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Shortcut Extends Life Span of Stirrup Pants

January 03, 1986|MARYLOU LUTHER

Question: My skintight Lycra pants with stirrups are no longer skintight. If I shorten them to make them taut again, I'm afraid the give will give out and I won't be able to bend my knees. Any ideas for removing the folds in my pants legs?--E.M.

Answer: You can solve the problem by cutting them off just below the knees and thereby creating cyclist pants. These new thigh-tight knee pants are the very hub of pants news for spring, when they'll be available at every price range from Claude Montana's sleek leathers to moderately priced Spandex pull-ons.

Q: Thirteen years ago, I bought a bleached beaver coat with a mink collar. I have placed it in cold storage each summer and have cleaned and glazed it every other year. This year I discovered a spot on the sleeve. I scratched it and a piece of fur about the size of a dime came off. I took it back to the store where I had purchased it, and a salesperson said the skins were dry. Could this happen even though I have taken such good care of the fur?--B.P.

A: Fur expert Laurie Bodor of Revillon Furs says despite your best efforts, fur skins become dry with time, especially after 10 years. Furs generally become increasingly difficult to clean and repair as time passes, she reports.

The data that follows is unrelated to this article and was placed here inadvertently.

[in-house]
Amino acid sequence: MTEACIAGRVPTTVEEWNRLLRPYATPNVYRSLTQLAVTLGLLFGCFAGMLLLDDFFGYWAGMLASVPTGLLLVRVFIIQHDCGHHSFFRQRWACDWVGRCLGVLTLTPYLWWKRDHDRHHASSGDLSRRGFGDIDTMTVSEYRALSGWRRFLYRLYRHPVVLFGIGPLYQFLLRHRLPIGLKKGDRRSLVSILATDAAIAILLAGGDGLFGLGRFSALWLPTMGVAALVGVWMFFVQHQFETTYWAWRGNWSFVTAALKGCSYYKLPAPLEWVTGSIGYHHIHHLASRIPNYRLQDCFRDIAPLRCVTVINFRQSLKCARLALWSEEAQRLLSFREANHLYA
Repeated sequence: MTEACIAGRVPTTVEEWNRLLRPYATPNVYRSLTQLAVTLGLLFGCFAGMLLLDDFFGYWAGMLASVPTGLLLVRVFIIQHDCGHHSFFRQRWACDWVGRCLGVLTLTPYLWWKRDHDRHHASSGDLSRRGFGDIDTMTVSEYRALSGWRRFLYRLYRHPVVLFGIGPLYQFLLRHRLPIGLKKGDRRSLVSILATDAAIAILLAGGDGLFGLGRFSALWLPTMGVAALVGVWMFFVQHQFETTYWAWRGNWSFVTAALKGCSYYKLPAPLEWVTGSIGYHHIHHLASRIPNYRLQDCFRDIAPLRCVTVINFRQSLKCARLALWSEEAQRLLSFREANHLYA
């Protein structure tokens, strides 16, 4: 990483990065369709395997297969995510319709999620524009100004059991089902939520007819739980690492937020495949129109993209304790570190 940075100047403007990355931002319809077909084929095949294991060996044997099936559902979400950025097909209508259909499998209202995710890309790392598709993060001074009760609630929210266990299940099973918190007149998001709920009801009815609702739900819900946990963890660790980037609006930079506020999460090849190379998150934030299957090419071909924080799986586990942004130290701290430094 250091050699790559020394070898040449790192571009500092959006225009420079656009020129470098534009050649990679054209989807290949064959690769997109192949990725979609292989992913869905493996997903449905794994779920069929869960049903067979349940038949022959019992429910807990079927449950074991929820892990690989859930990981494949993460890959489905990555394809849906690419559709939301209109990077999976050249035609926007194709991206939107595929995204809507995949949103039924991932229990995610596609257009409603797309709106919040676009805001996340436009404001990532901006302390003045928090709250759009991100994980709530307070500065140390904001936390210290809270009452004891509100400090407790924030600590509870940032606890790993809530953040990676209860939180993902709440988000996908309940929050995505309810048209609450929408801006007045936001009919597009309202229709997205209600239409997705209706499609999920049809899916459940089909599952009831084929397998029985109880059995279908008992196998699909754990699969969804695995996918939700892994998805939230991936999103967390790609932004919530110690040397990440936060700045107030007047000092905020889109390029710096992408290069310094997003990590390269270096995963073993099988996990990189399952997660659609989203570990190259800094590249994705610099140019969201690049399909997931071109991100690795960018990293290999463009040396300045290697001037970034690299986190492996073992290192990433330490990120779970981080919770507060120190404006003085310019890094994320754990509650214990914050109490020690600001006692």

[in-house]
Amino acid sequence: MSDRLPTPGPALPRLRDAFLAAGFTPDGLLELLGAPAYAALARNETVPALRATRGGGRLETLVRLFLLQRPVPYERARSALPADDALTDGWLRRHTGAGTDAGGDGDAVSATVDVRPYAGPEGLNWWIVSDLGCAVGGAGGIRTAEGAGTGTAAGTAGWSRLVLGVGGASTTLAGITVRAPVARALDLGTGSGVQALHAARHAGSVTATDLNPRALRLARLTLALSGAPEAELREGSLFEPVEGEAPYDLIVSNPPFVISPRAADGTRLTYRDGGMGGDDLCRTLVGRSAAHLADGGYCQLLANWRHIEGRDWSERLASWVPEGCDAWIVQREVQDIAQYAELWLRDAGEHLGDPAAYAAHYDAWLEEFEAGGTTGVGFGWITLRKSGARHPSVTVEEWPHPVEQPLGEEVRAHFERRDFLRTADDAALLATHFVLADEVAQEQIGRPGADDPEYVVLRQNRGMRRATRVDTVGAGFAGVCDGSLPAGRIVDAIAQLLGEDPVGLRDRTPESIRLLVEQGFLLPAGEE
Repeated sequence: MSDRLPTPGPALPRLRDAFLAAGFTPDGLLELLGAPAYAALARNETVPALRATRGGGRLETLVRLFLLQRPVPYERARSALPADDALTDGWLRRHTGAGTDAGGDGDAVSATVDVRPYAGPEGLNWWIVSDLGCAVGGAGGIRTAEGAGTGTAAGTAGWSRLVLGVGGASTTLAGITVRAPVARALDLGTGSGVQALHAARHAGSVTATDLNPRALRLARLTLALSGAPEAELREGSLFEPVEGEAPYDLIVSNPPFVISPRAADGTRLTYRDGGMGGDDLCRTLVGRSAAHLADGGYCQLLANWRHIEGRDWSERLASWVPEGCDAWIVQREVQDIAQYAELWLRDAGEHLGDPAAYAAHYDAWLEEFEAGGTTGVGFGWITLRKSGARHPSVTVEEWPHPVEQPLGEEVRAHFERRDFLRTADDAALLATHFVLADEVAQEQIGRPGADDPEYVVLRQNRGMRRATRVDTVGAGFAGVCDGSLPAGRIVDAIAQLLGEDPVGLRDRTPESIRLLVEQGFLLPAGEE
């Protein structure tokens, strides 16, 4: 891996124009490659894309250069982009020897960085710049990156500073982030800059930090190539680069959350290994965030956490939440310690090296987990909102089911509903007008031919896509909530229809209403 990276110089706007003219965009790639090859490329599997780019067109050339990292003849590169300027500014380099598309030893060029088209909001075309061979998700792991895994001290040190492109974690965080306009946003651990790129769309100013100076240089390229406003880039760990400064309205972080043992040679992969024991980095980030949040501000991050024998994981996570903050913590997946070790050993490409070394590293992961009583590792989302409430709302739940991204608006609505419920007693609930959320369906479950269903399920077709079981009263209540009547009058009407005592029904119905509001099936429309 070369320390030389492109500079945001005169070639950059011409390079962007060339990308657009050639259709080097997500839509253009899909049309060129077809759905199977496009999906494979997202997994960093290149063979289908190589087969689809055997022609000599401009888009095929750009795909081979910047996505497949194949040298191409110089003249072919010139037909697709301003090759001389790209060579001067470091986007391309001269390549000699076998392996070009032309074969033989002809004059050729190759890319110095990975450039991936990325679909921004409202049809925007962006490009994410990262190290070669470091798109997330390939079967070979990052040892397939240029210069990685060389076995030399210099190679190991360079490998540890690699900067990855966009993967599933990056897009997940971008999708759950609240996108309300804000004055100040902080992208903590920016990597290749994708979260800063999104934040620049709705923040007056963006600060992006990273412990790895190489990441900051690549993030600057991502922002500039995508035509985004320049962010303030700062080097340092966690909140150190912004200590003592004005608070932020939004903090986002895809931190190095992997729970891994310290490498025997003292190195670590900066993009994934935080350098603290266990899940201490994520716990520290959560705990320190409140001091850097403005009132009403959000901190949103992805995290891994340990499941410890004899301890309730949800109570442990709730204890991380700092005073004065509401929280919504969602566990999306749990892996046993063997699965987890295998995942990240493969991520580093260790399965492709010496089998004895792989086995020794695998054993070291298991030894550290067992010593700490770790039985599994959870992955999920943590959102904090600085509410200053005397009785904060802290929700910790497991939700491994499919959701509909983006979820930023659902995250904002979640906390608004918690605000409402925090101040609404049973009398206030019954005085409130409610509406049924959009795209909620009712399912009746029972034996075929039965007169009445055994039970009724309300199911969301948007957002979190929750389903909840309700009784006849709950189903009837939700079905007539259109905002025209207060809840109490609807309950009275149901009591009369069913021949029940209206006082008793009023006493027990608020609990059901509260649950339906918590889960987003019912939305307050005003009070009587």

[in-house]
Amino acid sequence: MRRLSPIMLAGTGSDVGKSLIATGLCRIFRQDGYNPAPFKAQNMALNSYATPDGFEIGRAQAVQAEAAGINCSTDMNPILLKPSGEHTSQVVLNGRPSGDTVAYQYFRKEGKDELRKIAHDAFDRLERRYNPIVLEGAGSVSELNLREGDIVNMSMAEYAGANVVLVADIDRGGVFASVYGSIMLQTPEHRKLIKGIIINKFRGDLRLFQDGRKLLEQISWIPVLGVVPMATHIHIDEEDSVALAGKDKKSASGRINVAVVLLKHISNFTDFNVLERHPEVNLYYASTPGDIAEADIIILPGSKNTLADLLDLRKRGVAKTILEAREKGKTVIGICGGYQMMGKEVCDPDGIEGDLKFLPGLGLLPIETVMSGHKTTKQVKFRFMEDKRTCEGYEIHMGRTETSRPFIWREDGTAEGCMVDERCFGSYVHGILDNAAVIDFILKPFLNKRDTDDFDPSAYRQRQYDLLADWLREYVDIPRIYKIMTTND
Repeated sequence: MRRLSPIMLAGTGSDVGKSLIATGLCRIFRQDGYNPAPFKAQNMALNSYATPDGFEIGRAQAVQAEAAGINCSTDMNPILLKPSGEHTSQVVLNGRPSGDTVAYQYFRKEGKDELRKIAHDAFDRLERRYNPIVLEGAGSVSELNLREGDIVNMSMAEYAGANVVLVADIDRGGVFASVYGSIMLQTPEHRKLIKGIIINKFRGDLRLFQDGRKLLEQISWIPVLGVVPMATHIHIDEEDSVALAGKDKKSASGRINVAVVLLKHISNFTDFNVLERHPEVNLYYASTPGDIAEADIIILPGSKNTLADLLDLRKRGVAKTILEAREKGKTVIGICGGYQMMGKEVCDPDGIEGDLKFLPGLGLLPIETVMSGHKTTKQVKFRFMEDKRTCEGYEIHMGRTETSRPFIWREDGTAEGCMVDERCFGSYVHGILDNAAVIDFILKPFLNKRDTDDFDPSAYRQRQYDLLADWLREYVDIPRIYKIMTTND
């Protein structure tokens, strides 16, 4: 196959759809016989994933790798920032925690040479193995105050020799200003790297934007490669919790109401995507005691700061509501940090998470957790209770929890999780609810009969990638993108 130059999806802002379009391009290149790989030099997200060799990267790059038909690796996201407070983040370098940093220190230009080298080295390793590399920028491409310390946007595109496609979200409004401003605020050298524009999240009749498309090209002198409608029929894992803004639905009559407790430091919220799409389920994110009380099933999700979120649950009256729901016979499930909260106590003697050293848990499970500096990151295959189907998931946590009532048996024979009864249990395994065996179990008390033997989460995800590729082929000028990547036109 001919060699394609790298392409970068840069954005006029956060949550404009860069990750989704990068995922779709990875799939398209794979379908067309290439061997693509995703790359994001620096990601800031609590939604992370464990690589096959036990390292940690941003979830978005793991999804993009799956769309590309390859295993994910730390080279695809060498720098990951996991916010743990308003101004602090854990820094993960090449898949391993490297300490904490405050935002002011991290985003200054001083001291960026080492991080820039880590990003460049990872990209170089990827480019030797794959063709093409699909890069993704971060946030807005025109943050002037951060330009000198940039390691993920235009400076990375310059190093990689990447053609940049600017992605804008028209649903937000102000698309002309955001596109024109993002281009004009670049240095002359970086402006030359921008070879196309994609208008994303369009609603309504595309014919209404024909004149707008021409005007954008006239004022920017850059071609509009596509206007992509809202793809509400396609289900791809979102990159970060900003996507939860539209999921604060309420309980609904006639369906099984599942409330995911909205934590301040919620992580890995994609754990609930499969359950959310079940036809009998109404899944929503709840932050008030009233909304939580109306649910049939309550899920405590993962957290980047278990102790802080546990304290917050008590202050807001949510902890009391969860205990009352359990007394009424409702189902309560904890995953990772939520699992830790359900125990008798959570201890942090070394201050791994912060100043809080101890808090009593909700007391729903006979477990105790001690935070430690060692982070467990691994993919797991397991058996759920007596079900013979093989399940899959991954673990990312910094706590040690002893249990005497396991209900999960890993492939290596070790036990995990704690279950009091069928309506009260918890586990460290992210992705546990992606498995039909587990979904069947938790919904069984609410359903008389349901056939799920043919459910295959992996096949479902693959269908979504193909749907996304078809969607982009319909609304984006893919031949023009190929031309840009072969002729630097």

Q: I want to make a saddle suit (the jacket and jodhpurs used in English saddle-seat classes) but cannot find a pattern. Can you help?--S.S.G.

A: The company is Jean Hardy Patterns, 2151 La Cuesta Drive, Santa Ana, Calif. 92705, and you can take your pick from Pattern 630, an Olympic frock-coat-style jacket; Pattern 680, a saddle-seat coat for the show ring; Pattern 870, a hunt coat; Pattern 690, jodhpurs and vest; Pattern 570, English riding pants, and Pattern 900, women's saddle-seat and ratcatcher riding shirts.

Q: What is the proper way to clean a diamond?--J.Q.

A: Jewelers of America Inc. recommends the following: Prepare a small bowl of warm suds by using any mild liquid detergent. Brush the pieces with an eyebrow brush while they are in the suds; then transfer them to a wire tea strainer and rinse them under running water. Pat them dry with a soft, lint-free cloth. Or: Make a half-and-half solution of cold water and household ammonia. Pour it into a cup and immerse your diamond jewelry, soaking it for 30 minutes. Lift out the jewelry, and tap it gently around the back and front of the mounting with an old, soft toothbrush. Swish the jewelry in the solution once more and drain on tissue paper.

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